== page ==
Palma V.C.,University of Cuiaba |
Rosa A.,Dental Surgeon |
Semenoff T.A.D.V.,University of Cuiaba |
de Musis C.R.,University of Cuiaba |
And 3 more authors.
Oral Surgery | Year: 2013
Objective: To analyse the number of septa in the maxillary sinuses using computed tomography (CT) in correlation with gender, age and the presence of teeth in the region. Materials and methods: The sample consisted of 300 CT scans obtained from a private radiology clinic between 2009 and 2011. The CT scans included in the study should have the appropriate image of the maxillary sinus and contain information regarding age, gender and the date of the examinations. Patients with a history of pathologies in the region, patients who underwent floor of mouth surgery and patients less than 20 years of age were excluded from the sample. The authors considered osseous septa to be septa with a height above 4mm in relation to the base of the sinus floor. The sample was divided into three groups: (i) presence of all teeth, (ii) partially edentulous - a minimum of two teeth present between the second premolar and second molar - and (iii) totally edentulous. The data were divided and stratified by age and gender. Results: The frequency of septa in the maxillary sinus was 37.80% (n=183). No significant difference was observed among the five age groups (P>0.05); additionally, there was no significant difference in septa frequency (P>0.05) - analysis of variance (ANOVA), Tukey's. Univariate and multivariate ANOVA showed a significant interaction between tooth loss and age (P<0.05). Conclusion: Statistical analyses demonstrated no difference in the number of septa in relation to age, gender or the number of teeth in the posterior maxilla. © 2013 John Wiley & Sons A/S.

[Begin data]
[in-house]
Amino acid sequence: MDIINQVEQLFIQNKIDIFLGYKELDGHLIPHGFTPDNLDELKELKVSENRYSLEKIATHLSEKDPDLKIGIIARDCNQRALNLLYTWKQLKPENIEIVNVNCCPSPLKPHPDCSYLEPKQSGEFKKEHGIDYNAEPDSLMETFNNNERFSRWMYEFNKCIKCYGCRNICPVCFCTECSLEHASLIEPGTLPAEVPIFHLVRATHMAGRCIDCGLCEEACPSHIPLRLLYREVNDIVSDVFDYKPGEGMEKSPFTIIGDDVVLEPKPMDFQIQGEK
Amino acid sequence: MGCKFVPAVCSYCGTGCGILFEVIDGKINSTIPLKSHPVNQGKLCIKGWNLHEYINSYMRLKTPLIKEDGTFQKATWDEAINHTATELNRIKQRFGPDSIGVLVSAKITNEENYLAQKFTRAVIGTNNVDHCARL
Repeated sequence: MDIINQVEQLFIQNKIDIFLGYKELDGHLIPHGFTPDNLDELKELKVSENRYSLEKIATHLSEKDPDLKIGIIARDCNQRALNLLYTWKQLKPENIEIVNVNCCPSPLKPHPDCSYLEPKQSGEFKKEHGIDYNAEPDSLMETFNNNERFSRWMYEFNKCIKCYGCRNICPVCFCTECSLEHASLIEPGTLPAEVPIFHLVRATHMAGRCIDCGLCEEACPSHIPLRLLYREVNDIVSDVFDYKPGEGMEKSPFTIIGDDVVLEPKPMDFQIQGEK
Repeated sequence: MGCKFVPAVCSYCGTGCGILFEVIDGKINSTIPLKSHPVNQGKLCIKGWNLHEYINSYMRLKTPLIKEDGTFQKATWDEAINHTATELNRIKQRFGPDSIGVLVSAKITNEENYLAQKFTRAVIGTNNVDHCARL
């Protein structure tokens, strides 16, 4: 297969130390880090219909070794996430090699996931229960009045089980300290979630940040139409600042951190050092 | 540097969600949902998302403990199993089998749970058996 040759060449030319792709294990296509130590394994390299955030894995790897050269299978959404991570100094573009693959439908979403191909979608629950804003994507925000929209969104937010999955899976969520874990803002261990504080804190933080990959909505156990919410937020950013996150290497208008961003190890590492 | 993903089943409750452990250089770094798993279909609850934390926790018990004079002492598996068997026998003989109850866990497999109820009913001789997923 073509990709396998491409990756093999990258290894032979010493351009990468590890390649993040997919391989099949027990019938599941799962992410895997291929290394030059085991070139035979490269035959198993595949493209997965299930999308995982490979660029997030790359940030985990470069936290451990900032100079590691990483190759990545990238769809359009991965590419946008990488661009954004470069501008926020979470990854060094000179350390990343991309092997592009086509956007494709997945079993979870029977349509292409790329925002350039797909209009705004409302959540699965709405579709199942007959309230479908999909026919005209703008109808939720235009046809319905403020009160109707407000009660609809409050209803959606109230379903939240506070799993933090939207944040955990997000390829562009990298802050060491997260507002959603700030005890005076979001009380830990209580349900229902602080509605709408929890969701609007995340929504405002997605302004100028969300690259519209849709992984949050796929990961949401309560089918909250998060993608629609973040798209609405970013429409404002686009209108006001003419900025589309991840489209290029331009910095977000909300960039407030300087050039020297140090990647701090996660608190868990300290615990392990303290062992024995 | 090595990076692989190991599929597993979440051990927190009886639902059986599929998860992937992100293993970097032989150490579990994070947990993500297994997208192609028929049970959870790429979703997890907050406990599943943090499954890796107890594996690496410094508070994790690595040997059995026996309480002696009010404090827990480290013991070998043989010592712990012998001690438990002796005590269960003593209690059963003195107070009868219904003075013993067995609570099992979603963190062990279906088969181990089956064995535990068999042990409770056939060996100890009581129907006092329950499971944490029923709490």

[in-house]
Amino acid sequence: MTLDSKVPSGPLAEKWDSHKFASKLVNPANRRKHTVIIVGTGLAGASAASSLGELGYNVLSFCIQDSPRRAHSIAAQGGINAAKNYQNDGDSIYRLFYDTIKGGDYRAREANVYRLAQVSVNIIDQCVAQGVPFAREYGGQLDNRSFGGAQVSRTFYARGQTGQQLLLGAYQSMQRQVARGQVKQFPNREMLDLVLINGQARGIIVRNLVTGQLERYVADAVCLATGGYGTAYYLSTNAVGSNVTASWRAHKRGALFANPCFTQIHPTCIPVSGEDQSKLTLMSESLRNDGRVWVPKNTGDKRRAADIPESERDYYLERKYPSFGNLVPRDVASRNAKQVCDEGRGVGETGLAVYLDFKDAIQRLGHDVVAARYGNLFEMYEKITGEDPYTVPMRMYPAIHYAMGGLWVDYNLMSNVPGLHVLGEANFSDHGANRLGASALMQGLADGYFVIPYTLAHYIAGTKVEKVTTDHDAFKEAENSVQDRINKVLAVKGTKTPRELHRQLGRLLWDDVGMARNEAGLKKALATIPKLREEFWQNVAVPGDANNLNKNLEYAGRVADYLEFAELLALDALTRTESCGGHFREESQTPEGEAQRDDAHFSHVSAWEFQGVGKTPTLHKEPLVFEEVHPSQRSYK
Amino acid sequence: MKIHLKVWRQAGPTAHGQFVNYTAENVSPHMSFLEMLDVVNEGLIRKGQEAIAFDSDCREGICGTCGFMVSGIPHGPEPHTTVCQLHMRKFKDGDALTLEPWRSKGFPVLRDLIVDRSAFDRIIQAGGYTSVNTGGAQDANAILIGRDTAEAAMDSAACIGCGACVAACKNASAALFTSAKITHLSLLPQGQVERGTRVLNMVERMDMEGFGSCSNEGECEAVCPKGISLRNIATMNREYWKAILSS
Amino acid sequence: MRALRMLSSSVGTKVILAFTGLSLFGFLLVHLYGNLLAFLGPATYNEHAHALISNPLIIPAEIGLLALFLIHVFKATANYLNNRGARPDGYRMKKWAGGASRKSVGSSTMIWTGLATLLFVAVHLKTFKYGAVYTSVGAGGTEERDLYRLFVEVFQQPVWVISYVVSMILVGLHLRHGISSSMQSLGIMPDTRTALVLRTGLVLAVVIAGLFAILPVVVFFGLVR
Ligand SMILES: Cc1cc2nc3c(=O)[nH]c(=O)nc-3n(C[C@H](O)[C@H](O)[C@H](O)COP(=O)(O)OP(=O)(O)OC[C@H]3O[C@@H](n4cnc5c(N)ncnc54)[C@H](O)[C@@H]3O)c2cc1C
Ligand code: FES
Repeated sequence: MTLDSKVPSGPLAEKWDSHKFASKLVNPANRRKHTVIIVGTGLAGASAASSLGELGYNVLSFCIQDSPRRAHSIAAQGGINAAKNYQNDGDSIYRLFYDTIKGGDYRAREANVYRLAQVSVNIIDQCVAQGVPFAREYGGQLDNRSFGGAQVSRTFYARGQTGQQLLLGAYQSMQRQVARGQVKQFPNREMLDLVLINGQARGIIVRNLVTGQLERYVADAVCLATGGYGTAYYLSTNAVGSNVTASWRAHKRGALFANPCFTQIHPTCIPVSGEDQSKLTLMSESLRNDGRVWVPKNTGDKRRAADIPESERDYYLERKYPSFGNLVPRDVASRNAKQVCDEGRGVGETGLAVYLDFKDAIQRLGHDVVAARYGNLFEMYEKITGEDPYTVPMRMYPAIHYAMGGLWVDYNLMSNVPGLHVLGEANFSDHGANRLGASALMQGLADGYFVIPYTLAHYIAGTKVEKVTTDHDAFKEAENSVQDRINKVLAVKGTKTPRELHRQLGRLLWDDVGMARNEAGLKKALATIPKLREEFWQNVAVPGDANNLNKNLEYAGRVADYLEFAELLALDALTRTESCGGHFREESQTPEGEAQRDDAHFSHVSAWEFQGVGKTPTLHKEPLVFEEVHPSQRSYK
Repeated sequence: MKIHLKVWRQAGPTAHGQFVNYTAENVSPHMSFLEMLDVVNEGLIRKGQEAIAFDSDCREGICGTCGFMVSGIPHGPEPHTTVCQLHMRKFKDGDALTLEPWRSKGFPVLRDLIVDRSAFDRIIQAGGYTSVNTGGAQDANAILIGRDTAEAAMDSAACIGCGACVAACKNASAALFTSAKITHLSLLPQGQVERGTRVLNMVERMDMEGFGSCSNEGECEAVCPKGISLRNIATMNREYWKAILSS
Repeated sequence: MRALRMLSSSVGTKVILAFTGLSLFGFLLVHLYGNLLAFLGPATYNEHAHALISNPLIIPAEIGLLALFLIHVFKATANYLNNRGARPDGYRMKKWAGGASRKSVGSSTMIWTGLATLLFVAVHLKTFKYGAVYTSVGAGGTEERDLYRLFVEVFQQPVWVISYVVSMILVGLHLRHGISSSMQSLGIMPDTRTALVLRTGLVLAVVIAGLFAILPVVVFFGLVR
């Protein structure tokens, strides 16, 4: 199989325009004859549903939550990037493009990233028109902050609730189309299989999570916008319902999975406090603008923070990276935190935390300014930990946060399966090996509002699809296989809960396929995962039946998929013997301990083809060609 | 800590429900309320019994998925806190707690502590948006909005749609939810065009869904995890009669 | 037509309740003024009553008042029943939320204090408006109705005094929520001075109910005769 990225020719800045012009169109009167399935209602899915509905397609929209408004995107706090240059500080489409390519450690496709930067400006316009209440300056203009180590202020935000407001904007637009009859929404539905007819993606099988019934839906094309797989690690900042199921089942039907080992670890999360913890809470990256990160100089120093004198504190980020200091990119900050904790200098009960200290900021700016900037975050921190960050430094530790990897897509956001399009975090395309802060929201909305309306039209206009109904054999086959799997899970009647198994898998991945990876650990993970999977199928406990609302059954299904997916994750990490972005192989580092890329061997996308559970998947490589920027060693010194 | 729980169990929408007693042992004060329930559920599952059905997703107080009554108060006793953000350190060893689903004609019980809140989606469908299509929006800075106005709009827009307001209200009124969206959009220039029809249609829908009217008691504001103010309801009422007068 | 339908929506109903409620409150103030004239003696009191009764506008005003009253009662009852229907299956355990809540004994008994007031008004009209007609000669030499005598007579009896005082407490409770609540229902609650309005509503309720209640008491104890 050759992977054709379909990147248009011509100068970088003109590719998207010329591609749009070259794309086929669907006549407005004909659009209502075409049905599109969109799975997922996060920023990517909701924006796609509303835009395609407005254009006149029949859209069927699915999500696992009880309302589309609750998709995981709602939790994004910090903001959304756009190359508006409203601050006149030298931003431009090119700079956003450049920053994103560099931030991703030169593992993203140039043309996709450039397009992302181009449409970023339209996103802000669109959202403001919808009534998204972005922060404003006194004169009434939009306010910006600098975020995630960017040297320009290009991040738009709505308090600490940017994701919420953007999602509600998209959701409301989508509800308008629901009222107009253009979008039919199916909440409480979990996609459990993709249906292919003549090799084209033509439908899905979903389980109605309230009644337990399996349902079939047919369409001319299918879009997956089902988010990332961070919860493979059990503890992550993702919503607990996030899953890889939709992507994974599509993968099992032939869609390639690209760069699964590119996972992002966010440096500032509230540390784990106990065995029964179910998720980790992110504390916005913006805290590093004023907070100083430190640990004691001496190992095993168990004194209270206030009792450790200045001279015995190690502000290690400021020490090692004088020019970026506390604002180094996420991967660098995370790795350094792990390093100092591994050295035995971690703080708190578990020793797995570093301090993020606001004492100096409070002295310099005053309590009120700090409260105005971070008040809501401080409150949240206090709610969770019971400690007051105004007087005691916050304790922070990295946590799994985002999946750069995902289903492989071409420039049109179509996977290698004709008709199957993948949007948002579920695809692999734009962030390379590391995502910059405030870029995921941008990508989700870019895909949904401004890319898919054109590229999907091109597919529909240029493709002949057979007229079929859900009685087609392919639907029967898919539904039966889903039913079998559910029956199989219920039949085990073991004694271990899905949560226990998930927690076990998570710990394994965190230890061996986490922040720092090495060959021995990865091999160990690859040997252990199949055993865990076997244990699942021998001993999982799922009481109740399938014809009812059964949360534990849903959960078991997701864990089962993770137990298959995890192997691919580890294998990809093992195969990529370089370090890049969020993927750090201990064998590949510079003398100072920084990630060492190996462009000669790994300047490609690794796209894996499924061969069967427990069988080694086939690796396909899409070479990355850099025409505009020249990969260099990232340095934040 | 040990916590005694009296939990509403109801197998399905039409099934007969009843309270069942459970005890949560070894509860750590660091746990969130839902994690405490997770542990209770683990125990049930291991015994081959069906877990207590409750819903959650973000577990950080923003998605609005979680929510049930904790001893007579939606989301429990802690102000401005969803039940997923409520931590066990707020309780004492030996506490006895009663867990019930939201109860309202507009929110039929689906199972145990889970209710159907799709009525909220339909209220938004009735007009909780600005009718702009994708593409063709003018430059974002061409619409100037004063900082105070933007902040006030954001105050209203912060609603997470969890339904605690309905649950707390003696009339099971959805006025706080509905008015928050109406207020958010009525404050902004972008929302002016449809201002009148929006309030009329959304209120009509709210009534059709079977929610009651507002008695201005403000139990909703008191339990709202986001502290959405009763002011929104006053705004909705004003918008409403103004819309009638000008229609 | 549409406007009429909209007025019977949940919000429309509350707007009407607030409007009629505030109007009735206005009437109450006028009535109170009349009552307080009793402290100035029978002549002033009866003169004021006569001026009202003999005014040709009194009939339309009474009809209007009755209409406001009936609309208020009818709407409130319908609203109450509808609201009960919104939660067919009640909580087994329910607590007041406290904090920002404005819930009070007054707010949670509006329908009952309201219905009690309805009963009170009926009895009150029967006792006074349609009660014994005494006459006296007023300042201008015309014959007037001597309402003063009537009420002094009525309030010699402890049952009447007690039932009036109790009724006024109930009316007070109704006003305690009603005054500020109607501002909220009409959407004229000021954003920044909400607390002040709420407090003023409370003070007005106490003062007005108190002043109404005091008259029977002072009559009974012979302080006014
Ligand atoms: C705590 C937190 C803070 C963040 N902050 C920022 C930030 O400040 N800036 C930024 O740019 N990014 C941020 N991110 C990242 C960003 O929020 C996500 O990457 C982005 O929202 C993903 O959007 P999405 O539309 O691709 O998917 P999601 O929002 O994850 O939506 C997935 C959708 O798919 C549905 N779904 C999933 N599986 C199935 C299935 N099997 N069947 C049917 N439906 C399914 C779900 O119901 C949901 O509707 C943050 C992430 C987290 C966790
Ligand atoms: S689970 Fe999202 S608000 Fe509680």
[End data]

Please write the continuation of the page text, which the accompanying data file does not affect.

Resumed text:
Silvestre-Rangil J.,Dental Surgeon |
Silvestre F.-J.,University of Valencia
Medicina Oral, Patologia Oral y Cirugia Bucal | Year: 2011
In the management of head and neck cancer, radiotherapy is usually a coadjuvant to surgery, or is applied on a palliative basis. The most important complication of such radiotherapy is osteoradionecrosis, which manifests as an area of exposed necrotic bone in the maxillae or mandible that fails to heal during at least three months. In most cases osteoradionecrosis gradually progresses, becoming more extensive and painful, and its late manifestations comprise infection and pathological fracture. The present study provides a literature review and update on the risk factors underlying osteoradionecrosis, its clinical and diagnostic particulars, prevention, and most widely accepted treatment options, as well as new possibilities relating to clinical management of the disorder. Lastly, a new early management protocol is proposed based on the current consensus criteria relating to maxillary osteonecrosis secondary to treatment with bisphosphonates, together with the adoption of new therapies supported by increased levels of evidence. © Medicina Oral S. L.